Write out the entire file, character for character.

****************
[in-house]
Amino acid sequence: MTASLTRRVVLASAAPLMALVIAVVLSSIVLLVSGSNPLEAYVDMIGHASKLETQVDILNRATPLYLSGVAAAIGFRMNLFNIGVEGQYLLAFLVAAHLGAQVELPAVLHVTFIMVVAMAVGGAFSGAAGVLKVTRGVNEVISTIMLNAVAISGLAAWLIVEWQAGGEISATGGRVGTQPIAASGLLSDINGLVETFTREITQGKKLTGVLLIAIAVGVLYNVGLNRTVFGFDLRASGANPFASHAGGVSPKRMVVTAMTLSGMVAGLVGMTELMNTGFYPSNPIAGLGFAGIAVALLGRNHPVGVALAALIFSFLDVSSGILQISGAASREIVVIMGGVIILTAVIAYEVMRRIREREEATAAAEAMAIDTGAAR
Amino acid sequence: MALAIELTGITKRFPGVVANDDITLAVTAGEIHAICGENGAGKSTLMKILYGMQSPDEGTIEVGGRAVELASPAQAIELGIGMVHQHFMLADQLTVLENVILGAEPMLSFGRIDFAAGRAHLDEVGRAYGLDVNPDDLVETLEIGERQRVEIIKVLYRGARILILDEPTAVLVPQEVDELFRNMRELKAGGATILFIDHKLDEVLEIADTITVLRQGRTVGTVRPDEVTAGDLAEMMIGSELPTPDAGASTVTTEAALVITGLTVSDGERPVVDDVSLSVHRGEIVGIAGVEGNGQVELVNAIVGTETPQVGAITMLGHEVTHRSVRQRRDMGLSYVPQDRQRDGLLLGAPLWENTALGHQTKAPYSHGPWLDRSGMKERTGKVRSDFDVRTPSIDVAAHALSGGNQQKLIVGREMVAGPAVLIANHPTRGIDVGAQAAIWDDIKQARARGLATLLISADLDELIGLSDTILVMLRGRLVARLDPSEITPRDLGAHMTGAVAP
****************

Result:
[in-house]
Amino acid sequence: MTASLTRRVVLASAAPLMALVIAVVLSSIVLLVSGSNPLEAYVDMIGHASKLETQVDILNRATPLYLSGVAAAIGFRMNLFNIGVEGQYLLAFLVAAHLGAQVELPAVLHVTFIMVVAMAVGGAFSGAAGVLKVTRGVNEVISTIMLNAVAISGLAAWLIVEWQAGGEISATGGRVGTQPIAASGLLSDINGLVETFTREITQGKKLTGVLLIAIAVGVLYNVGLNRTVFGFDLRASGANPFASHAGGVSPKRMVVTAMTLSGMVAGLVGMTELMNTGFYPSNPIAGLGFAGIAVALLGRNHPVGVALAALIFSFLDVSSGILQISGAASREIVVIMGGVIILTAVIAYEVMRRIREREEATAAAEAMAIDTGAAR
Amino acid sequence: MALAIELTGITKRFPGVVANDDITLAVTAGEIHAICGENGAGKSTLMKILYGMQSPDEGTIEVGGRAVELASPAQAIELGIGMVHQHFMLADQLTVLENVILGAEPMLSFGRIDFAAGRAHLDEVGRAYGLDVNPDDLVETLEIGERQRVEIIKVLYRGARILILDEPTAVLVPQEVDELFRNMRELKAGGATILFIDHKLDEVLEIADTITVLRQGRTVGTVRPDEVTAGDLAEMMIGSELPTPDAGASTVTTEAALVITGLTVSDGERPVVDDVSLSVHRGEIVGIAGVEGNGQVELVNAIVGTETPQVGAITMLGHEVTHRSVRQRRDMGLSYVPQDRQRDGLLLGAPLWENTALGHQTKAPYSHGPWLDRSGMKERTGKVRSDFDVRTPSIDVAAHALSGGNQQKLIVGREMVAGPAVLIANHPTRGIDVGAQAAIWDDIKQARARGLATLLISADLDELIGLSDTILVMLRGRLVARLDPSEITPRDLGAHMTGAVAP